Starting Tuesday, April 22, XP users who download the free Fun Packs will receive the following extras:
- a Web blog plug-in, 3-D Alchemy visualizations, and spring-themed 3-D Picture Viz add-ons for WMP 9.
- six new video titles, three music tracks, five music transitions, and 50 sound effects for Windows Movie Maker 2.
- fifteen new greeting card templates for special springtime occasions, such as Mother's Day, Father's Day, weddings, and graduations.
- five new title slides for Plus! Photo Story, part of Microsoft Plus! Digital Media Edition.
- more than 70 Microsoft Internet Explorer (IE) Favorites that connect users to a wide range of spring-themed Web sites. Microsoft tells me these sites can help you to find the perfect gift for Mother's Day, buy a digital camera, plan a hike, start a garden, get a start on baseball season, and much more.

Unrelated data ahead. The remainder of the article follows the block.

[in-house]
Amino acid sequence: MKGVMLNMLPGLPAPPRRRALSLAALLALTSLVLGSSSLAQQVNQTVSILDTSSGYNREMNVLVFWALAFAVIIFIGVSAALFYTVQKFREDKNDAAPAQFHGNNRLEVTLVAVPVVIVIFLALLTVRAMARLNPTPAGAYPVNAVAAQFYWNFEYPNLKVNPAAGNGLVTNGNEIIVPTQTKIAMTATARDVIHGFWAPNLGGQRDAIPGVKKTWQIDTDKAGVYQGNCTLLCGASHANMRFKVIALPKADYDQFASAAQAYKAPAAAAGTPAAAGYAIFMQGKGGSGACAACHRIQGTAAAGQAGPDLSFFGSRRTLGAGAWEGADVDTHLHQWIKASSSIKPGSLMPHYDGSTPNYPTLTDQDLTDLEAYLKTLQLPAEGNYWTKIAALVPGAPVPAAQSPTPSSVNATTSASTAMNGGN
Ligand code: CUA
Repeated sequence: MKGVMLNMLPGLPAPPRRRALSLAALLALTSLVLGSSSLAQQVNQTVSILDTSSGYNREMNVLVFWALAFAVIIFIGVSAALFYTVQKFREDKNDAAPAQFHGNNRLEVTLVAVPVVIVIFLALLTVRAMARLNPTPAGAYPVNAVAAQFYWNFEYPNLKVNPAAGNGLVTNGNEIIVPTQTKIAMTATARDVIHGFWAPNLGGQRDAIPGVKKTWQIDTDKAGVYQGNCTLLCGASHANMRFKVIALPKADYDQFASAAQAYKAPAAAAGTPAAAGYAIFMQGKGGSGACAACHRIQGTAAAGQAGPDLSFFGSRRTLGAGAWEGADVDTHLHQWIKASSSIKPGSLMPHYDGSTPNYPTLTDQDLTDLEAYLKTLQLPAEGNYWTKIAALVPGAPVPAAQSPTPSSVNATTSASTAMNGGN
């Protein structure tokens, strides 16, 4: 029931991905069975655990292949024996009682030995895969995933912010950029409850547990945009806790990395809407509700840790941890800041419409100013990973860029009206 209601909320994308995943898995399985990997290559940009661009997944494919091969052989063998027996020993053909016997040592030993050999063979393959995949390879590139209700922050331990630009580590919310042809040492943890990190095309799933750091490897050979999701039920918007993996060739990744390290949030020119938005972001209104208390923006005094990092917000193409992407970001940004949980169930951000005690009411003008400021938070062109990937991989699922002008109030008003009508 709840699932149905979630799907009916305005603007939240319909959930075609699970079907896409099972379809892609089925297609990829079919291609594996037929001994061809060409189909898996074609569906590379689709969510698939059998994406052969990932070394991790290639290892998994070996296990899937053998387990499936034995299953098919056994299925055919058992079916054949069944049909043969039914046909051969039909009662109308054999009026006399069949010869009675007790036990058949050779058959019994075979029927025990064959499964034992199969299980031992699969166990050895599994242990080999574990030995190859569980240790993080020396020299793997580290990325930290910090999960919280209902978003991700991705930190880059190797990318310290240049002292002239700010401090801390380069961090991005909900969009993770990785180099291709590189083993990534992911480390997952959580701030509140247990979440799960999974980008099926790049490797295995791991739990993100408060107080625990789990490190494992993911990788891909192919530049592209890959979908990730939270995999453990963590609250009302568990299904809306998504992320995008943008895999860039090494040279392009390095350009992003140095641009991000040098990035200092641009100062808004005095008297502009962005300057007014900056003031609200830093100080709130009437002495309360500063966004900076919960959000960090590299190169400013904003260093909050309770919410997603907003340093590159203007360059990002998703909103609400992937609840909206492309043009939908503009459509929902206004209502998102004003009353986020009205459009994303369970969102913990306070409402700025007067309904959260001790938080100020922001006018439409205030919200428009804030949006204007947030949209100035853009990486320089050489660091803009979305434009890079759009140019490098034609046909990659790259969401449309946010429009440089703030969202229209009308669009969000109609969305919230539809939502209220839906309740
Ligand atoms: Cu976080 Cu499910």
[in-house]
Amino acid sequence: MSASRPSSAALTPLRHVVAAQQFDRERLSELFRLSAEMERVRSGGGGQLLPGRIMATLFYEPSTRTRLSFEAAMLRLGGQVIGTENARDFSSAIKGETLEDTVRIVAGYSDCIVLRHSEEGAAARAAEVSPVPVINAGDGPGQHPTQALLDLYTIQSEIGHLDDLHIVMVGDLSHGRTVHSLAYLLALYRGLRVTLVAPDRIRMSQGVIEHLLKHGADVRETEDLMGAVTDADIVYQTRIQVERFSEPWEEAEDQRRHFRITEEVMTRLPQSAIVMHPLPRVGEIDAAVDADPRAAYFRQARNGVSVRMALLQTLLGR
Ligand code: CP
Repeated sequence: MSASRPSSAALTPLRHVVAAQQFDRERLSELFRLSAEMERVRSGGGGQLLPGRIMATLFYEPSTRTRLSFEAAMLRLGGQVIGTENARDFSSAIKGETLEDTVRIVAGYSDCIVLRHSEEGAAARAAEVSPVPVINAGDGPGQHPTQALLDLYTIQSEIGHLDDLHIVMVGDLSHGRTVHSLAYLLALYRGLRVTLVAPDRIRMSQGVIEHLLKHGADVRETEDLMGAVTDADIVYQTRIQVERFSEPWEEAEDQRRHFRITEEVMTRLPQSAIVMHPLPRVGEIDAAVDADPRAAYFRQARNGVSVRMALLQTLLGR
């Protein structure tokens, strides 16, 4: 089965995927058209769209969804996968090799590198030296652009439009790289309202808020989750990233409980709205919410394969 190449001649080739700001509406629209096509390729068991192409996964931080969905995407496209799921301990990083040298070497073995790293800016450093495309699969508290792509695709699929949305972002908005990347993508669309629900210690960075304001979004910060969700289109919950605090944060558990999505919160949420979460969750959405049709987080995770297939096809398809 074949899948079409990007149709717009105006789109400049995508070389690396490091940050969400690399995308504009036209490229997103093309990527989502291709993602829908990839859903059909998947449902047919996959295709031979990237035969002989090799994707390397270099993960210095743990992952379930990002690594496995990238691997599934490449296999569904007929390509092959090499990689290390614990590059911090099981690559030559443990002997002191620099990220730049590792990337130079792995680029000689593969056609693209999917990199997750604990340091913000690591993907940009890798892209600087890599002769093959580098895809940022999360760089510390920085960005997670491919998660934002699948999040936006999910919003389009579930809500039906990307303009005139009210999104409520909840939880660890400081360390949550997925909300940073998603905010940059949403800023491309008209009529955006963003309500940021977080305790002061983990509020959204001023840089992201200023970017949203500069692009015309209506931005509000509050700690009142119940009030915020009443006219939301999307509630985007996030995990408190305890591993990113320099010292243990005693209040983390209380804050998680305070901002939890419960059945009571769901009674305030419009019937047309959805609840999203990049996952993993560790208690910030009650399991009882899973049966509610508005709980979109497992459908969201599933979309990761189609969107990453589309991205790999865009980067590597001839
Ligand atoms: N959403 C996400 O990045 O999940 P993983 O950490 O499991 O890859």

- two new Windows XP PowerToys. The Video Screen Saver PowerToy lets you play any Windows Media Video (WMV) file as your XP screensaver, and the Automatic Desktop Wallpaper Changer PowerToy provides revolving desktop-wallpaper functionality.
The new Fun Packs, as well as some recently updated content about using Windows Movie Maker 2 and the other digital media and communications features in XP, will be available Tuesday on the Microsoft Web site ( http://www.microsoft.com/windowsxp/experiences/create ).
(brought to you by Windows & .NET Magazine and its partners)
* MICROSOFT TECHED 2003, JUNE 1-6, 2003, DALLAS, TX
Realize your potential at TechEd 2003, Microsoft's premier technical conference. Includes the latest in-depth sessions on the entire .NET developer-language family. Register by April 25 and save $400!
* COULDN'T MAKE THE MICROSOFT MOBILITY TOUR EVENT?
If you were too busy to catch our Microsoft Mobility Tour event in person, now you can view the Webcast archives for free! You'll learn more about the available solutions for PC and mobile devices and discover where mobility marketplace is headed.